Spoiler-Free Review: “Nightmare Alley” (2021) starring Bradley Cooper, Cate Blanchett, Toni Colette, & Rooney Mara

In the late 1930s, Stanton Carlisle (Bradley Cooper) buries a body and burns down a house in a rural area. Stan gets a job w/ a traveling carnival, after helping the owner- Clem (Willem Dafoe)- capture one of the escaped performers, a “geek.” This term comes from the German word “geck,” meaning fool/simpleton; it “geek” was used around circuses/carnivals to describe a wild man/woman. A typical geek show in the mid-19th c. would have a person on stage biting the head off of an animal (a chicken is seen in this case) and drinking its blood. Stan is silent (Cooper doesn’t speak until 11 mins. into the movie) and observant for a time, taking in the new environment and its inhabitants. He starts working w/ clairvoyant act of “Madame Zeena” (Toni Colette- who I wanted to see more) and her older/alcoholic husband, Pete (David Strathairn- always great in any role). He has his eyes on a young performer, Molly Cahill (Rooney Mara), and approaches her w/ the idea of a 2-person act (away from the carnival). An older strongman, Bruno (Ron Perlman), is suspicious of Stan and protective of Molly.

I saw this move last week on HBOMax; it’s a mix of noir and horror (w/ a few gruesome images which may turn off sensitive viewers). Director Guillermo del Toro noted that this is NOT a remake of Nightmare Alley (1947) starring Tyrone Power, BUT a re-adaptation of William Lindsay Gresham’s novel. However, several critics/viewers commented that they saw callbacks to the original. Leonardo DiCaprio was originally picked for the lead, but when negotiations fell through, he was shortly replaced by Cooper. As one movie podcaster said: “I hope DiCaprio didn’t turn this down for ‘Don’t Look Up,’ b/c that isn’t a good movie.” I’m NOT a fan of Cooper or a hater; I don’t see the big appeal. I get the sense that his skills are suited to lighter (comedic) roles; Cooper lacks the gravitas of someone like DiCaprio. In his characterization of Stan, Power is more compelling; he’s able to convey the dangerous/dark side to his character.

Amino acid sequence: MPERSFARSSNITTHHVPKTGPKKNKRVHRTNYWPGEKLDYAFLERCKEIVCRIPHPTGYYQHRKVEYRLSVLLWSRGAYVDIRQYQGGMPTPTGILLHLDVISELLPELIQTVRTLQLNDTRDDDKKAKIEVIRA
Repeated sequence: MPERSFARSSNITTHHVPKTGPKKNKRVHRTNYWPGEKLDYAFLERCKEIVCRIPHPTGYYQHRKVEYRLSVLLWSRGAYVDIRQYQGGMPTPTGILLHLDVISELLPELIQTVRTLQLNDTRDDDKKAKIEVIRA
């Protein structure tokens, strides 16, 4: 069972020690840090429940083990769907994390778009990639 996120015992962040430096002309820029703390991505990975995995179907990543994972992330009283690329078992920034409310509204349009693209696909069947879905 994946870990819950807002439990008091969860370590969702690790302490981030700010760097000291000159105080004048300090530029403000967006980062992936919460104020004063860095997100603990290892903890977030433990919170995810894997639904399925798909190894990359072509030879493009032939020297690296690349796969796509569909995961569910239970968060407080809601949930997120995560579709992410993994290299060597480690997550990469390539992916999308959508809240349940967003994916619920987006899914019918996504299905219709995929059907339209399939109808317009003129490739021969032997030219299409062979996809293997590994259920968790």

I was impressed w/ the supporting actors, though Mara should’ve gotten a BIT more character development. In the original, Coleen Gray’s Molly exuded innocence/positivity; here, she is morose/jaded. Do you think Stan loves Molly or is he just using her b/c she is young/impressionable? Dr. Lilith Ritter (Cate Blanchett) is a fascinating/mysterious character; she fits into the femme fatale role (a few critics were reminded of Lizbeth Scott re: her look). I enjoyed Blanchett’s scenes w/ Cooper, BUT it’s obvious who’s the more stronger/charismatic performer. The wealthy/powerful businessman, Ezra Grindle (Richard Jenkins), makes a more formidable adversary than in the original.

I wanted to love this movie (as a big fan of noir), BUT this is a case of style over substance. There are some good scenes, so it’s worth a look. Del Toro creates a world that is visually V interesting. The cinematography, musical score, production design, costumes/hair, etc. suit the story well. There are a few (creepy) people and props in the carnival that will stay in your mind- yikes! There is a B&W version; I’d be interested in seeing that sometime. Like MANY recent films, the running time is TOO long. It takes more than an hour to get out of the carnival atmosphere. There are a few elements which will remain a mystery, such as Lilith’s past and her motivation for what she is doing. I just expected more from such an ambitious film!

Spoiler-Free Review: “West Side Story” (2021) starring Ansel Elgort, Rachel Zegler, Ariana DeBose, David Alvarez, & Rita Moreno